Histoire et philosophie des mathématiques
Org: Duncan Melville (St. Lawrence) [PDF]
 FRANCINE ABELES, Kean University, NJ
Lewis Carroll's Visual and Formal Logics
[PDF] 
Charles L. Dodgson (Lewis Carroll) first published his visual method
in The Game of Logic, a book published in 1886, extending it
ten years later in Symbolic Logic, Part I. Originally designed
to teach the theory of inference in Aristotelian logic and to improve
on the earlier diagrammatic methods of Leonhard Euler (1772) and John
Venn (1880), Carroll's method has not been considered seriously as a
visual logic system.
In the two parts of Symbolic Logic, the second part first
published in 1977, Dodgson developed a formal logic in which he set
down valid rules for making inferences.
In this paper, I will describe the methods he invented to mechanize
reasoning in his formal logic, and demonstrate the superiority of his
diagrammatic method over Euler's and Venn's methods.
 AMY ACKERBERGHASTINGS, Maryland U. College
John Playfair in letters
[PDF] 
This talk is a progress report on an effort to locate, transcribe, and
annotate all of the surviving correspondence written by John Playfair
(17481819), Professor of Mathematics and then of Natural Philosophy
at Edinburgh University. The letters reflect Playfair's wideranging
interests in philosophy, geology, anthropology, chemistry,
architecture, literature, and drama. They contain lists of his
prominent friends: John Leslie, Dugald Stewart, William Robertson,
John Rennie, Mary and Agnes Berry, Lord and Lady Minto, Archibald
Constable, and so on. They share opinions on how the British
government handled the American Revolution and Napoleonic Wars. And,
woven throughout the correspondence, are references to Playfair's
lifelong concern for mathematics and its history, including his
analysis of observations made at Schehallien, papers prepared for the
Transactions of the Royal Society of Edinburgh, and his
supplement to the Encyclopaedia Britannica.
 TOM ARCHIBALD, Simon Fraser University, Burnaby, BC V5A 1S6
Mathematics and the First World War
[PDF] 
Following the declaration of war in 1914, scientific communications
were interrupted. This occurred formally, so that (for example)
German journals were no longer sent to libraries or individuals in
enemy states. There was also an informal side, with many individuals
deciding to cease correspondence with colleagues on the other side.
This talk will give some examples of consequences internationally both
during and after the war, as well as discussing activities by a few
people who chose to resist this path.
 DAVID BELLHOUSE, Department of Statistical and Actuarial Sciences, University
of Western Ontario, London, ON N6A 5B7
A War of Words in Pictures: the dispute between Montmort and
De Moivre over the probability calculus
[PDF] 
In 1708 Pierre Rémond de Montmort published his book Essay
d'analyse sur les jeux de hazard, an analysis of games of chance of
the time using probability theory. Three years later Abraham de
Moivre published his treatise De Mensura Sortis solving various
problems in games of chance, again using probability theory. Montmort
felt that De Moivre had plagiarized his work. In 1718 De Moivre
published an expanded version of his original Latin treatise under the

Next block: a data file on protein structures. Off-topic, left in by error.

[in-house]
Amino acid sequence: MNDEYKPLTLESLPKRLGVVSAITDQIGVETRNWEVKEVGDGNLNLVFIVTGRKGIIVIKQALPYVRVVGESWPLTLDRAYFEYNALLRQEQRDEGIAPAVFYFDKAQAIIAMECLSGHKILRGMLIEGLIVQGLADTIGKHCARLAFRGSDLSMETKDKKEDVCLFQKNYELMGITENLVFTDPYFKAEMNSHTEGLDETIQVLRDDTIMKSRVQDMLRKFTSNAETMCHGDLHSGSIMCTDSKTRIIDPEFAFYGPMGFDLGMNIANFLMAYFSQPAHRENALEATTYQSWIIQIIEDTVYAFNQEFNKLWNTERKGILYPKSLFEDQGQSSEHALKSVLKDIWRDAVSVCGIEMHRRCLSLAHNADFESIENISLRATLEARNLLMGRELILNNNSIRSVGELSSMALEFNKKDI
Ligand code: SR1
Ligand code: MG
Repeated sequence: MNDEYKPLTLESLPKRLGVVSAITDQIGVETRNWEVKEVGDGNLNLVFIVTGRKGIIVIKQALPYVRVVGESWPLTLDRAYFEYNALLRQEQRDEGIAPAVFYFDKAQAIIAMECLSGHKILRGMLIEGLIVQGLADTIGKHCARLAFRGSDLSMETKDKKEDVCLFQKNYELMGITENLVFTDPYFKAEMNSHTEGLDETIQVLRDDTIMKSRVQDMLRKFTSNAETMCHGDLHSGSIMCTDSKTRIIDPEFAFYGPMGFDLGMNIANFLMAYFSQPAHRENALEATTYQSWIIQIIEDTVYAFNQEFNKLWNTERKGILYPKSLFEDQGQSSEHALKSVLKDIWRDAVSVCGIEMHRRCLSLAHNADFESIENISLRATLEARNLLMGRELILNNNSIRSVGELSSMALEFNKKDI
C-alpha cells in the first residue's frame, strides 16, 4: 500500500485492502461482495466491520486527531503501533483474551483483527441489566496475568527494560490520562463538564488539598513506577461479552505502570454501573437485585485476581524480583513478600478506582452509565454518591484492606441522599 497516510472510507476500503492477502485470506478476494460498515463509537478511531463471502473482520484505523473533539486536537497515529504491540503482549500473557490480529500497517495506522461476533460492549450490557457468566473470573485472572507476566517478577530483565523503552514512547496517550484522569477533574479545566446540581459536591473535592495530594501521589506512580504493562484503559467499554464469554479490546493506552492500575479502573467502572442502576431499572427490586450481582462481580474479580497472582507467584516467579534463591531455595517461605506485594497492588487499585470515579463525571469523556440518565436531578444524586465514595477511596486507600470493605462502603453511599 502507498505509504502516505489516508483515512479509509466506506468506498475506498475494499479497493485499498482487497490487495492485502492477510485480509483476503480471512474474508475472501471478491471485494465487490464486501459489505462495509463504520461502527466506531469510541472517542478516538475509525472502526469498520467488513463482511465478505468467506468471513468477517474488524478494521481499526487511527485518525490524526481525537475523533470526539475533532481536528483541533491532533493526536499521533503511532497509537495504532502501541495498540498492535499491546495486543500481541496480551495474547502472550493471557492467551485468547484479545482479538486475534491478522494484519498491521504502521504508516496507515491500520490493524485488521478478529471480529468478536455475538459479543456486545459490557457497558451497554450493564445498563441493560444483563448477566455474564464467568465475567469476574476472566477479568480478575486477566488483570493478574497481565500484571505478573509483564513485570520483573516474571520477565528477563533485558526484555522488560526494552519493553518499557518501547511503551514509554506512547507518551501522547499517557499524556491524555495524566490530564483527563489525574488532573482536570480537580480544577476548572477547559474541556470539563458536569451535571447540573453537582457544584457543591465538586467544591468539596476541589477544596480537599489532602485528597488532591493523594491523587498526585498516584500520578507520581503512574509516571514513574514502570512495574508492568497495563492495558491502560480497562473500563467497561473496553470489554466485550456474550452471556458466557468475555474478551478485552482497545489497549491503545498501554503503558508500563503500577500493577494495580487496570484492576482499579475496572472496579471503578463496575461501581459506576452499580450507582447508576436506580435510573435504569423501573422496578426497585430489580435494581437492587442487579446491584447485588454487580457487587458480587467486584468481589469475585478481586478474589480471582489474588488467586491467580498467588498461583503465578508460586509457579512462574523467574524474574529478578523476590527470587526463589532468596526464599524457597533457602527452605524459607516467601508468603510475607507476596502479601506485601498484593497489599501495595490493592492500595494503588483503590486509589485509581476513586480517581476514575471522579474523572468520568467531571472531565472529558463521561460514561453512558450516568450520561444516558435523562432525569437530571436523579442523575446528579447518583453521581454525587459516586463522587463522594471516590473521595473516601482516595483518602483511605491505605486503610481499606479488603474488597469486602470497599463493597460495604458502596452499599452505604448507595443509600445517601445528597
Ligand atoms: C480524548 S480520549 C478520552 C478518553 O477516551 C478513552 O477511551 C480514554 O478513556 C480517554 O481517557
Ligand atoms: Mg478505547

name The Doctrine of Chances. The dispute is described from
surviving publications and letters. Both the Essay d'analyse
and The Doctrine of Chances contain engravings that describe in
pictures the nature and importance of their work. These pictures are
analyzed in the context of the dispute.
 ROBERT BRADLEY, Adelphi University, Garden City, NY
The Genoese Lottery and the Partition Function
[PDF] 
In 1749, King Frederic the Great sought Euler's mathematical counsel
concerning the establishment of a state lottery. The combinatorial
issues involved in the analysis of this game of chance, known as the
Genoese Lottery, piqued Euler's curiosity. As a consequence, he wrote
four memoirs over the course of his career examining questions arising
from this lottery. We will survey these works, paying particular
attention to the use of the partition function in the second one.
 ED COHEN, Ottawa, Ontario
The Iranian Calendars
[PDF] 
We study the modern Iranian (Persian) calendar after first considering
older Iranian calendars. In examining the modern Iranian (solar)
calendar, we also discuss arithmetical formulas necessary to convert
it reciprocally into the Gregorian calendar.
There will moreover be a short investigation on the Islamic (or Muslim
lunar) calendar vis à vis the modern Iranian calendar. A few
centuries after the modern Iranian calendar was started, Omar
Khayyám (10481131) studied the exactitude of the leap year and
made important contributions. Finally, we examine the political
situation of the 20th century, which changed the various calendars
back and forth, eventually settling again on the main calendar.
 ANTONELLA CUPILLARI, Penn State Erie, Station Road, Erie, PA 16563
The sixtyfourth article of the Instituzioni Analitiche
[PDF] 
In 1748, after ten years of hard work, Maria Gaetana Agnesi
(17181799) published the first Calculus book designed for teaching
and written in Italian: Instituzioni Analitiche ad uso della
Gioventu' Italiana (Analytic Institutions for the use of the
Italian Youth). In the introduction to her work, Agnesi wrote:
... when considering the Integral Calculus, the Reader will find
a completely new method for Polynomials, which has not appeared
anywhere else; it belongs to the famous and never sufficiently